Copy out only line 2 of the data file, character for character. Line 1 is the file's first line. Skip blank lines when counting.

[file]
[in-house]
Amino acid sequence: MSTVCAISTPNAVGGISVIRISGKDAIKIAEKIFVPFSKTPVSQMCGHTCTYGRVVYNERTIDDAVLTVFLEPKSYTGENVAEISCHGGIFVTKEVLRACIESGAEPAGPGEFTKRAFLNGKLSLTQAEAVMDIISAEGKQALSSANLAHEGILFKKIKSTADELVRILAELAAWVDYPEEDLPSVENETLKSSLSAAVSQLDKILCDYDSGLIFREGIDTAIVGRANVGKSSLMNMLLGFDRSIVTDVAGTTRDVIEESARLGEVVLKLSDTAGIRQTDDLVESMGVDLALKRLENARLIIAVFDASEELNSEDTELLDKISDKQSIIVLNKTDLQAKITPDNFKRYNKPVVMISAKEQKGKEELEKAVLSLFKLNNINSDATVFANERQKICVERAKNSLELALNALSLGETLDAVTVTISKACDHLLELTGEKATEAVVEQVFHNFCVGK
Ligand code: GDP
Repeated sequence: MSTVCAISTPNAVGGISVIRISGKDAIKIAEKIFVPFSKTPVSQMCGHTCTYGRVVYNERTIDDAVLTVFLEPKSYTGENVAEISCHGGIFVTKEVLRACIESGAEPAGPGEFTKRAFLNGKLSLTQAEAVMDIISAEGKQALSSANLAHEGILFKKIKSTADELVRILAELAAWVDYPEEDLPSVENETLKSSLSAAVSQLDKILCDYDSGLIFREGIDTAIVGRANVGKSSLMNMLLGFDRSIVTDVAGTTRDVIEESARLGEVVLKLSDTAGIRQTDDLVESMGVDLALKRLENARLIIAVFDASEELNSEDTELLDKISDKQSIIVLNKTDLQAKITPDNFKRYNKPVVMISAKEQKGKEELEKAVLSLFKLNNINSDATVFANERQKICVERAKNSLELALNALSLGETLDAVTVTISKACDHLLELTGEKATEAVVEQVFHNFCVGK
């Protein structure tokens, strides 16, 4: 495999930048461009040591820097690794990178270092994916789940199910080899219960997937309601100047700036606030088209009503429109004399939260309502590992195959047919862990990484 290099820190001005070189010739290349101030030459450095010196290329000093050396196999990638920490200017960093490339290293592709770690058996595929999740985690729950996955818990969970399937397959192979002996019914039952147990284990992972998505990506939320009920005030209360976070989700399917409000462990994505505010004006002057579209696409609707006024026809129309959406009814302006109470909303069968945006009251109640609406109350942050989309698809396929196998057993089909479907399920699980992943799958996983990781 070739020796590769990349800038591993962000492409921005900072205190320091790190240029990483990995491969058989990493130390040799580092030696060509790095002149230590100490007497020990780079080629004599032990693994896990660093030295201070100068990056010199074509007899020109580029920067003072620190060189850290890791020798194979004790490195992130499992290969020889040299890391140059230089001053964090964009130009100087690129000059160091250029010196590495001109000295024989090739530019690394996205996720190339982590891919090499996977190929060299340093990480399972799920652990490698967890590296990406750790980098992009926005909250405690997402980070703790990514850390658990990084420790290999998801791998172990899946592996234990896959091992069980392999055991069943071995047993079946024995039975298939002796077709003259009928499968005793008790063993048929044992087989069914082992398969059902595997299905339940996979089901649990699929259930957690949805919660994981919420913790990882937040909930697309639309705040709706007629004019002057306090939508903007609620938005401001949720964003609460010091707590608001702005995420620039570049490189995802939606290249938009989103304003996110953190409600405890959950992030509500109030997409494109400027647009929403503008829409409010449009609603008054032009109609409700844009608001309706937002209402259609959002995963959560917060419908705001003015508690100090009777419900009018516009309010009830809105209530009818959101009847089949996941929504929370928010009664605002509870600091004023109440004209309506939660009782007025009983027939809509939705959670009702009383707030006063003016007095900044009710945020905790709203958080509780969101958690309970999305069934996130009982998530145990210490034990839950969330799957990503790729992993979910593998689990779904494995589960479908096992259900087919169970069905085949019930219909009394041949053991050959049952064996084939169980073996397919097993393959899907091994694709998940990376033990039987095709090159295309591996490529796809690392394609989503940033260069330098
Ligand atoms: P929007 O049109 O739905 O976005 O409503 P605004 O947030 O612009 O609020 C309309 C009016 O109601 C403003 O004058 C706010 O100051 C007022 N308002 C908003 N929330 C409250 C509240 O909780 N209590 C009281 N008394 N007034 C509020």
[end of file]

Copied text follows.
Amino acid sequence: MSTVCAISTPNAVGGISVIRISGKDAIKIAEKIFVPFSKTPVSQMCGHTCTYGRVVYNERTIDDAVLTVFLEPKSYTGENVAEISCHGGIFVTKEVLRACIESGAEPAGPGEFTKRAFLNGKLSLTQAEAVMDIISAEGKQALSSANLAHEGILFKKIKSTADELVRILAELAAWVDYPEEDLPSVENETLKSSLSAAVSQLDKILCDYDSGLIFREGIDTAIVGRANVGKSSLMNMLLGFDRSIVTDVAGTTRDVIEESARLGEVVLKLSDTAGIRQTDDLVESMGVDLALKRLENARLIIAVFDASEELNSEDTELLDKISDKQSIIVLNKTDLQAKITPDNFKRYNKPVVMISAKEQKGKEELEKAVLSLFKLNNINSDATVFANERQKICVERAKNSLELALNALSLGETLDAVTVTISKACDHLLELTGEKATEAVVEQVFHNFCVGK